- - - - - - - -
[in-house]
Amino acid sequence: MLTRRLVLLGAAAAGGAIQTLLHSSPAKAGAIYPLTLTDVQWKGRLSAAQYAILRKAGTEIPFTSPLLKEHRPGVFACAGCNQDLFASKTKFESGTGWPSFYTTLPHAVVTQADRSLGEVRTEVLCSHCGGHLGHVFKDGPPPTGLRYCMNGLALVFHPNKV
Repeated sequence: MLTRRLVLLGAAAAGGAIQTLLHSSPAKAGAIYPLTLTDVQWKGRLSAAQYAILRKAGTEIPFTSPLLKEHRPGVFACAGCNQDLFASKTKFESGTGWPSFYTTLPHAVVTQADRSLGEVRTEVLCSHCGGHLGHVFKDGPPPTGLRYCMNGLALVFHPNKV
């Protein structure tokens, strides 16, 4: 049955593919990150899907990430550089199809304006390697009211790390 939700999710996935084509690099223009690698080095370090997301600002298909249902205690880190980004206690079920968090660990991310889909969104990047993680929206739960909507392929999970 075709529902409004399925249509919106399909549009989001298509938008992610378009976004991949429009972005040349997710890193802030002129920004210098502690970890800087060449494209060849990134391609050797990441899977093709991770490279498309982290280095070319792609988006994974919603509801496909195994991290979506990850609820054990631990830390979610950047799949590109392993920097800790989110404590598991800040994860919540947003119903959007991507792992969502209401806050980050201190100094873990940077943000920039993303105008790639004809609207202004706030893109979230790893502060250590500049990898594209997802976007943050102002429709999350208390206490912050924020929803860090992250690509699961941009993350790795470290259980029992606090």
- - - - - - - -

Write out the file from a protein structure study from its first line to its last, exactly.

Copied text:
[in-house]
Amino acid sequence: MLTRRLVLLGAAAAGGAIQTLLHSSPAKAGAIYPLTLTDVQWKGRLSAAQYAILRKAGTEIPFTSPLLKEHRPGVFACAGCNQDLFASKTKFESGTGWPSFYTTLPHAVVTQADRSLGEVRTEVLCSHCGGHLGHVFKDGPPPTGLRYCMNGLALVFHPNKV
Repeated sequence: MLTRRLVLLGAAAAGGAIQTLLHSSPAKAGAIYPLTLTDVQWKGRLSAAQYAILRKAGTEIPFTSPLLKEHRPGVFACAGCNQDLFASKTKFESGTGWPSFYTTLPHAVVTQADRSLGEVRTEVLCSHCGGHLGHVFKDGPPPTGLRYCMNGLALVFHPNKV
């Protein structure tokens, strides 16, 4: 049955593919990150899907990430550089199809304006390697009211790390 939700999710996935084509690099223009690698080095370090997301600002298909249902205690880190980004206690079920968090660990991310889909969104990047993680929206739960909507392929999970 075709529902409004399925249509919106399909549009989001298509938008992610378009976004991949429009972005040349997710890193802030002129920004210098502690970890800087060449494209060849990134391609050797990441899977093709991770490279498309982290280095070319792609988006994974919603509801496909195994991290979506990850609820054990631990830390979610950047799949590109392993920097800790989110404590598991800040994860919540947003119903959007991507792992969502209401806050980050201190100094873990940077943000920039993303105008790639004809609207202004706030893109979230790893502060250590500049990898594209997802976007943050102002429709999350208390206490912050924020929803860090992250690509699961941009993350790795470290259980029992606090």